Pierre spoke rapidly and with animation. He glanced once at the companion’s face, saw her attentive and kindly gaze fixed on him, and, as often happens when one is talking, felt somehow that this companion in the black dress was a good, kind, excellent creature who would not hinder his conversing freely with Princess Mary.
But when he mentioned the Rostóvs, Princess Mary’s face expressed still greater embarrassment. She again glanced rapidly from Pierre’s face to that of the lady in the black dress and said:
“Do you really not recognize her?”
Pierre looked again at the companion’s pale, delicate face with its black eyes and peculiar mouth, and something near to him, long forgotten and more than sweet, looked at him from those attentive eyes.
“But no, it can’t be!” he thought. “This stern, thin, pale face that looks so much older! It cannot be she. It merely reminds me of her.” But at that moment Princess Mary said, “Natásha!” And with difficulty, effort, and stress, like the opening of a door grown rusty on its hinges, a smile appeared on the face with the attentive eyes, and from that opening door came a breath of fragrance which suffused Pierre with a happiness he had long forgotten and of which he had not even been thinking—especially at that moment. It suffused him, seized him, and enveloped him completely. When she smiled doubt was no longer possible, it was Natásha and he loved her.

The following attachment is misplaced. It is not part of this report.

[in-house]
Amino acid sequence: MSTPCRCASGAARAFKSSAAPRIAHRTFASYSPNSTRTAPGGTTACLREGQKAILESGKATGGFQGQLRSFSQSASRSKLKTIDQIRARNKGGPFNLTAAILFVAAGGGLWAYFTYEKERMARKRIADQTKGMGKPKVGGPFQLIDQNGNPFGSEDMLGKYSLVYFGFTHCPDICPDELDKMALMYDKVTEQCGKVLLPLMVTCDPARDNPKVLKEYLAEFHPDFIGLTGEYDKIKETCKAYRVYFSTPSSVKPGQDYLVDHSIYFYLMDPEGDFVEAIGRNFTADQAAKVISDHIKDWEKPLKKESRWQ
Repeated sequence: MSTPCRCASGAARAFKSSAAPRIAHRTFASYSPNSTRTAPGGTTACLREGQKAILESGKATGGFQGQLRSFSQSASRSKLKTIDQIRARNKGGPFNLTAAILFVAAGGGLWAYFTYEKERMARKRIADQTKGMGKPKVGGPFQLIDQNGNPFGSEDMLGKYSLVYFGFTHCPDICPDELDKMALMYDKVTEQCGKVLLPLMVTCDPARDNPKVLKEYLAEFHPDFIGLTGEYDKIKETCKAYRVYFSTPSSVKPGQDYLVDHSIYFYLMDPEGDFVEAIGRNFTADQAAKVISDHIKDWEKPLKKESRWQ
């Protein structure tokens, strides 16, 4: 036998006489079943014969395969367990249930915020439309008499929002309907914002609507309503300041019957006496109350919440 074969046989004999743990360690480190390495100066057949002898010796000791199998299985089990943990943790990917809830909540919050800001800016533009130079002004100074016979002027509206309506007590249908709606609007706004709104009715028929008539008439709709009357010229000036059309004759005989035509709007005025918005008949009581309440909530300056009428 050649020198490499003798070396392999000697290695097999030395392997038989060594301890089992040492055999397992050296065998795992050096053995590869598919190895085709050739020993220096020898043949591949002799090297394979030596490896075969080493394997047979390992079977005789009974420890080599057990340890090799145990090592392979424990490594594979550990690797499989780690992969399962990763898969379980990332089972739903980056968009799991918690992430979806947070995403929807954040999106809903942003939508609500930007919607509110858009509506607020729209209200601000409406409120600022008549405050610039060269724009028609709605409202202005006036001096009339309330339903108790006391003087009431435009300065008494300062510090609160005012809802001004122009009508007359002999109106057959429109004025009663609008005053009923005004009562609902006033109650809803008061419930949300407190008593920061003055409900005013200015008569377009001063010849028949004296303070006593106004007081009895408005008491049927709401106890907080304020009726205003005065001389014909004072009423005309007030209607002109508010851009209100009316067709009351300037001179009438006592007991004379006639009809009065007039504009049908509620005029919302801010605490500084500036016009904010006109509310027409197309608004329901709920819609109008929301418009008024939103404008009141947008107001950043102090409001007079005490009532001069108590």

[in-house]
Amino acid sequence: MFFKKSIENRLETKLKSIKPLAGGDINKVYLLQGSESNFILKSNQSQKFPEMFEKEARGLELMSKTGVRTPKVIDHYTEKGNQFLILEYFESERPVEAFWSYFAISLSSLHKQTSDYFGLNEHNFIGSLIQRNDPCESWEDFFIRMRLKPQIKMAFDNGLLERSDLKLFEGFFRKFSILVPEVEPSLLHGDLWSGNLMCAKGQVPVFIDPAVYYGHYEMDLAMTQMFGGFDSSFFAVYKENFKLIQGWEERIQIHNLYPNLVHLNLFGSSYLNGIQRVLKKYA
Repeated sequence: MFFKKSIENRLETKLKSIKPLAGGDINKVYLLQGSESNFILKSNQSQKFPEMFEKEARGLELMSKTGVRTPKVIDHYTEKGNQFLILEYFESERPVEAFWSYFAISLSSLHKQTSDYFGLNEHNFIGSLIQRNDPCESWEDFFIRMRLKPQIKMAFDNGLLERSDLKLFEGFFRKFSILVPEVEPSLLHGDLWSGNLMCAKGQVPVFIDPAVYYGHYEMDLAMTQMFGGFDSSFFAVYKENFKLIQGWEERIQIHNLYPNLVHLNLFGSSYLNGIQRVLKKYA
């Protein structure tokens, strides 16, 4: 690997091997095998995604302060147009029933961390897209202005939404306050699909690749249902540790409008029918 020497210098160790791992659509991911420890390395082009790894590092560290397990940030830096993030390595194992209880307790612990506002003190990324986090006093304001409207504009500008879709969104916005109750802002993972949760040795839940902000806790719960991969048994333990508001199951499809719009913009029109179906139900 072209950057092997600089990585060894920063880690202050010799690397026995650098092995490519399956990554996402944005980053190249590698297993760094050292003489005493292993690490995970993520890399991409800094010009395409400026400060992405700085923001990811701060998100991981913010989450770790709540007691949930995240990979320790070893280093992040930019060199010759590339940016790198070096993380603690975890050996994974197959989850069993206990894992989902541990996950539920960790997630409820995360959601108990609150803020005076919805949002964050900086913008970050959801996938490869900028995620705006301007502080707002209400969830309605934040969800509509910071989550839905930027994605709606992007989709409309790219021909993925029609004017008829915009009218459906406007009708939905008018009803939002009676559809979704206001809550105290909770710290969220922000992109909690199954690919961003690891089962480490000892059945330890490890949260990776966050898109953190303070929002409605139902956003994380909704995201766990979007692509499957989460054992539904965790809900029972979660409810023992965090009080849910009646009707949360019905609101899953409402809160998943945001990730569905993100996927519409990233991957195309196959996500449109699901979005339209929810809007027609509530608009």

At that moment Pierre involuntarily betrayed to her, to Princess Mary, and above all to himself, a secret of which he himself had been unaware. He flushed joyfully yet with painful distress. He tried to hide his agitation. But the more he tried to hide it the more clearly—clearer than any words could have done—did he betray to himself, to her, and to Princess Mary that he loved her.
“No, it’s only the unexpectedness of it,” thought Pierre. But as soon as he tried to continue the conversation he had begun with Princess Mary he again glanced at Natásha, and a still-deeper flush suffused his face and a still-stronger agitation of mingled joy and fear seized his soul. He became confused in his speech and stopped in the middle of what he was saying.
Pierre had failed to notice Natásha because he did not at all expect to see her there, but he had failed to recognize her because the change in her since he last saw her was immense. She had grown thin and pale, but that was not what made her unrecognizable; she was unrecognizable at the moment he entered because on that face whose eyes had always shone with a suppressed smile of the joy of life, now when he first entered and glanced at her there was not the least shadow of a smile: only her eyes were kindly attentive and sadly interrogative.
Pierre’s confusion was not reflected by any confusion on Natásha’s part, but only by the pleasure that just perceptibly lit up her whole face.
From : Gutenberg.org